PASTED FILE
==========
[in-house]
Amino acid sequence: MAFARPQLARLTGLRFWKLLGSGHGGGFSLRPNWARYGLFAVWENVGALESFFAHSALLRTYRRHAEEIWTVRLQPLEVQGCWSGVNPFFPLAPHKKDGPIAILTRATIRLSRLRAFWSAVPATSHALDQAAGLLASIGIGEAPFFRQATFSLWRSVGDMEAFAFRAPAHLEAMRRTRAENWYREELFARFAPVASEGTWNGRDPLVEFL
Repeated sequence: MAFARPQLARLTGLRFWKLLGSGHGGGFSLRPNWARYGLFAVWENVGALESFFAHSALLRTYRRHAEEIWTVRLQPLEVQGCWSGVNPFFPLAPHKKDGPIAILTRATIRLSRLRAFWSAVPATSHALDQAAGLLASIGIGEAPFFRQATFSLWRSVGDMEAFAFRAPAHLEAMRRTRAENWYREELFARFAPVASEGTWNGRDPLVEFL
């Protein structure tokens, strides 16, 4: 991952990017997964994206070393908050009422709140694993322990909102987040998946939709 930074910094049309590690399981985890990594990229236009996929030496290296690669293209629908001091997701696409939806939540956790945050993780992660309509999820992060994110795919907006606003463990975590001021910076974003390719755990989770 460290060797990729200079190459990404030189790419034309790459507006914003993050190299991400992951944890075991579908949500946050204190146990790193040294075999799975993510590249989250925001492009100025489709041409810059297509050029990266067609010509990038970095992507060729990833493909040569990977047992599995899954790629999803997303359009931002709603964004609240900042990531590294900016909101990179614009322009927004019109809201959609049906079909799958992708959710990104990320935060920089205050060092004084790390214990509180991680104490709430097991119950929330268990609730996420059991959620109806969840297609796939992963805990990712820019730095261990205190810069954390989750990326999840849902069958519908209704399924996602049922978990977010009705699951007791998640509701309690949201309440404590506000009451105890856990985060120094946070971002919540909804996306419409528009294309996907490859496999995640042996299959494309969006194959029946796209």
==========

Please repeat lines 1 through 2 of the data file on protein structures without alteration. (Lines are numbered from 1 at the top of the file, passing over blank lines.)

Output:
[in-house]
Amino acid sequence: MAFARPQLARLTGLRFWKLLGSGHGGGFSLRPNWARYGLFAVWENVGALESFFAHSALLRTYRRHAEEIWTVRLQPLEVQGCWSGVNPFFPLAPHKKDGPIAILTRATIRLSRLRAFWSAVPATSHALDQAAGLLASIGIGEAPFFRQATFSLWRSVGDMEAFAFRAPAHLEAMRRTRAENWYREELFARFAPVASEGTWNGRDPLVEFL